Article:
Press Advisory

Using Trade as a Tool to Shape Globalization

Rep. Sander Levin discusses globalization and the shared benefits here and abroad

WASHINGTON, D.C. – The inaugural event for the Globalization and the Social Compact Series will be Monday, March 5, 2007 at the Center for American Progress. Rep. Sander Levin will share his views about globalization and trade, and how progressives can use trade policy as a means to structure globalization most effectively.

The Globalization and Social Compact series is a newly launched project at the Center for American Progress. Through an ongoing series of events, panels, discussions, and policy briefs, the Globalization and Social Compact project seeks to develop progressive approaches designed to ensure that globalization leads to broadly shared benefits, both here and abroad.

Featured Speaker:
Congressman Sander Levin (D-MI), Chairman, Trade Subcommittee of Ways and Means

Introduction by:
Gene Sperling, Senior Fellow, Center for American Progress

Time

March 5, 2007, 1:00pm2:00pm
Lunch will be served at 12:30 P.M.

Location

Center for American Progress
1333 H St. NW, 10th Floor
Washington, DC 20005
Map & Directions

Nearest Metro: Blue/Orange Line to McPherson Square or Red Line to Metro Center

RSVP for this Event

Biographies

Sander Levin currently serves on the House Ways and Means Committee, which has jurisdiction over all tax, trade and economic growth policies, and entitlement spending, including Social Security, Medicare, welfare, and unemployment compensation. He is the Ranking Democrat on the Social Security Subcommittee. He also serves on the Trade Subcommittee.

He is known as a leader on trade issues—seeking ways to use trade policy to shape globalization. He has persistently challenged unfair trade practices that threaten U.S. manufacturers and U.S. jobs.

Sander Levin was elected to the State Senate in 1964, serving on the Education and Labor Committee. He was Senate Minority Leader (1969/70). In 1970 and 1974, Levin was the Democratic candidate for Governor. After a four year assignment as Assistant Administrator in the Agency for International Development, he was elected to Congress in 1982. Sander Levin has represented Michigan’s 12th Congressional District since 1992. The District now includes almost 60 percent of Macomb County and spans from Clinton Township/Mount Clemens and Lake St. Clair to Southfield.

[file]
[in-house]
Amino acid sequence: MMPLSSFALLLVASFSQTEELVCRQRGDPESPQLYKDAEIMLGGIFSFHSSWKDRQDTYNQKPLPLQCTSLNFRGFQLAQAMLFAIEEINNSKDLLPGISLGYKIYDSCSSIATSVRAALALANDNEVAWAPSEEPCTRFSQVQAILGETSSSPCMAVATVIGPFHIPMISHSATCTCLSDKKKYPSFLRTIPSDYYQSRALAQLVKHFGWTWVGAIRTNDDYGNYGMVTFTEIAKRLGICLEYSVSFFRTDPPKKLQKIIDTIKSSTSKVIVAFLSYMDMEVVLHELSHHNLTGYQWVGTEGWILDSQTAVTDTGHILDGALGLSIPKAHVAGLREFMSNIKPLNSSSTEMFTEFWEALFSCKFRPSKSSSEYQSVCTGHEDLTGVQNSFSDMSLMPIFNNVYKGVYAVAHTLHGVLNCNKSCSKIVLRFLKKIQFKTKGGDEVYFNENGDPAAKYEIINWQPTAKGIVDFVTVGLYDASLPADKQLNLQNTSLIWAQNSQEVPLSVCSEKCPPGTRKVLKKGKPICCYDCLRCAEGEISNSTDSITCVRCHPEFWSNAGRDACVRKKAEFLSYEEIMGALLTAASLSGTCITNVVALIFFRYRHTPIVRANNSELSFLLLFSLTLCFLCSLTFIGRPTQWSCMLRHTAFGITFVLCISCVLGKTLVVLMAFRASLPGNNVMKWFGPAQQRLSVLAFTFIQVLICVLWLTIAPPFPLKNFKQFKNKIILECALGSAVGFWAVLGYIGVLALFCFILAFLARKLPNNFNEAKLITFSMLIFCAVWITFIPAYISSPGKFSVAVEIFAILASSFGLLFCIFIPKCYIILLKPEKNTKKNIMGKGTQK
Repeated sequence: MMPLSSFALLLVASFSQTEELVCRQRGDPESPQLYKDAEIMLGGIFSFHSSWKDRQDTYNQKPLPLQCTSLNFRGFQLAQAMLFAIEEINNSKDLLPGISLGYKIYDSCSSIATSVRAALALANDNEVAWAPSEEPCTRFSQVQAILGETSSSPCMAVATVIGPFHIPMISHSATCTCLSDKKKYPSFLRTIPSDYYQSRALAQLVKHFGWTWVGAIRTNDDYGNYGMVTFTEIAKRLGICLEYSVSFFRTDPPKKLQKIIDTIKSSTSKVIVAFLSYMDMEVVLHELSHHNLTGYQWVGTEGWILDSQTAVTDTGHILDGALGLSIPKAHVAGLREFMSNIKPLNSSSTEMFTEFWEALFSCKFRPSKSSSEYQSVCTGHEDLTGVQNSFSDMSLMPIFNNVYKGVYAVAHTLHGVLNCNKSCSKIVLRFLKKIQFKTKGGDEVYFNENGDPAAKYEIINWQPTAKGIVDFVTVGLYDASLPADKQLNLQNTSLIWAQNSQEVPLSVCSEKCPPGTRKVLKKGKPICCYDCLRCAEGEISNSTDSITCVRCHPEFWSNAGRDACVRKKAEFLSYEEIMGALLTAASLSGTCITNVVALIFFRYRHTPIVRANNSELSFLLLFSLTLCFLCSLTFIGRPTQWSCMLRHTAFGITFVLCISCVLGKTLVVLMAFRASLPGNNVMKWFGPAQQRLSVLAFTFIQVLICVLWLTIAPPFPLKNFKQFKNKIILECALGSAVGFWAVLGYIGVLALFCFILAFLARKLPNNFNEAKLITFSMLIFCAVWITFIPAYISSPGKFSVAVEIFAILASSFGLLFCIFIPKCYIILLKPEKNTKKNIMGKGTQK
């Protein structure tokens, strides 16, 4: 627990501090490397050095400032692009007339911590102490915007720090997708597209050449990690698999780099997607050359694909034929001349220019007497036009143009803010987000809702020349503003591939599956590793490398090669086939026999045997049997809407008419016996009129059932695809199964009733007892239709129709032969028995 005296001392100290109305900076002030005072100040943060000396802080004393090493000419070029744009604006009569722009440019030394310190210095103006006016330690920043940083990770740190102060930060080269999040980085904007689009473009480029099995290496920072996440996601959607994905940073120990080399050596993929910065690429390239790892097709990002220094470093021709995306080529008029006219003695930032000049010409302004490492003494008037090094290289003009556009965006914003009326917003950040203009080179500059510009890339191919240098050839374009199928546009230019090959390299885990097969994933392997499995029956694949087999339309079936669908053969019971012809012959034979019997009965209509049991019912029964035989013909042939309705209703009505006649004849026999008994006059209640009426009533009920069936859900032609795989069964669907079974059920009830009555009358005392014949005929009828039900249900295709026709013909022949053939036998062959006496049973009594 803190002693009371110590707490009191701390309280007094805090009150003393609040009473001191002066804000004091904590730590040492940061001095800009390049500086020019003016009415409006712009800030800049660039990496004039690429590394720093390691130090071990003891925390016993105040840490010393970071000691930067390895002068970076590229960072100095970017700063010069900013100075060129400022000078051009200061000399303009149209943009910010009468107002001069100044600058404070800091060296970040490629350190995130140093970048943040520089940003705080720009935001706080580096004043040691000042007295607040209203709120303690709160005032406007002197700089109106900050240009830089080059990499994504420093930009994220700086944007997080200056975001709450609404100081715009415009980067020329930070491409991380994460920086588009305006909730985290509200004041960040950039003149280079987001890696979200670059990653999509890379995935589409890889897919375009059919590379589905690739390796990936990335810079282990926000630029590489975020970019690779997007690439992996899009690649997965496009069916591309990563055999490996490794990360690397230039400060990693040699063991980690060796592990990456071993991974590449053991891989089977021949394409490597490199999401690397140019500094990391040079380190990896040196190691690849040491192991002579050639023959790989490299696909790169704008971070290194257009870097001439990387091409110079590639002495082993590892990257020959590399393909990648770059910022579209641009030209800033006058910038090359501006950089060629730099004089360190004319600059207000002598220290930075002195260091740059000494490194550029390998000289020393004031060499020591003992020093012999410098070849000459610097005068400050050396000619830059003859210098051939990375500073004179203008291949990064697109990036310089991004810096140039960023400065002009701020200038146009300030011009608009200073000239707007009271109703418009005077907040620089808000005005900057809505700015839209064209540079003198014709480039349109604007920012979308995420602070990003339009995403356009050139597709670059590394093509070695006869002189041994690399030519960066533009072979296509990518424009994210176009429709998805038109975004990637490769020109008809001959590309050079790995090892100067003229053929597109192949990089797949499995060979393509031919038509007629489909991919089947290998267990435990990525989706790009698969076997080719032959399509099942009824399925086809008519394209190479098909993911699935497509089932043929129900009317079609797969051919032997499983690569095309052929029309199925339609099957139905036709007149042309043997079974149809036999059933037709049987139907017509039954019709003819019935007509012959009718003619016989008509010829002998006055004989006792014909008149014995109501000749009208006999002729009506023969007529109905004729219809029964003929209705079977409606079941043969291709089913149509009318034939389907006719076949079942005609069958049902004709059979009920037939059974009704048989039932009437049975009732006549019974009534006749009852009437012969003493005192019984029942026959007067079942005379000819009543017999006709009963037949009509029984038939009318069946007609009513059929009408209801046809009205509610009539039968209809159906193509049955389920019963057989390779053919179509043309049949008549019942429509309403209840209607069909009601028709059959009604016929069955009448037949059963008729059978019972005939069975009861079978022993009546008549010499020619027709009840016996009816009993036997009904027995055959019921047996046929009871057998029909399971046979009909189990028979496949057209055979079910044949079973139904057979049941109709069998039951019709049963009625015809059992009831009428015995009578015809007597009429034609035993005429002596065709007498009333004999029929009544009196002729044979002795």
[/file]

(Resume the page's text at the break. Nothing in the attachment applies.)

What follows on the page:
At home he is working to help communities create coalitions to combat drug and alcohol abuse among teenagers. From this experience, Levin co-authored the federal Drug Free Communities Act, which has funded over 400 of these programs nationwide. His work on the Anti-Crime bill has resulted in more than 70 additional community police officers, a new multi-jurisdictional unit, and $17 million for a consortium of 44 police agencies in Oakland County to upgrade crime-fighting technology at local police departments. Levin served on the local committee that facilitated the transfer of the former tank plant in Warren to private use. He is actively involved in a variety of efforts to improve water quality throughout the region, including Lake St. Clair and numerous other local projects.

Born in Detroit, Levin graduated from Central High School. He earned his B.A. at the University of Chicago, his M.A. in international relations from Columbia University and a law degree from Harvard University. Sander Levin and his wife, Vicki, have four children and seven grandchildren. His brother, Carl, serves in the United States Senate.

Gene B. Sperling is a Senior Fellow at the Center for American Progress and Director of the Globalization and Social Compact series. He served in the Clinton administration as the President’s National Economic Adviser and Director of the National Economic Council. Sperling was the third person to hold the role of chief economic adviser in the White House, following Robert Rubin and Laura Tyson.

Sperling, who served as either National Economic Adviser or as Deputy NEC Director for all eight years, was called by Clinton “the MVP” of the economic team. As Director of the NEC, Sperling was responsible for coordinating domestic and international economic cabinet members. Sperling coordinated the president’s Social Security and debt reduction efforts, and played a key role in such initiatives as the 1993 Deficit Reduction Act, the expansion of the Earned Income Tax Credit, the and technology literacy initiative.

Sperling also works on a variety of economic and international issues in several capacities: he is Senior Fellow for Economic Policy and Director at the Center on Universal Education at the Council of Foreign Relations; a weekly Economic Columnist for Bloomberg News; a frequent commentator on CNBC, Bloomberg Television, CNN, and Evening News on federal reserve policy, consumer confidence, and tax and budget issues; and was a contributing writer and consultant on NBC television drama, “The West Wing.”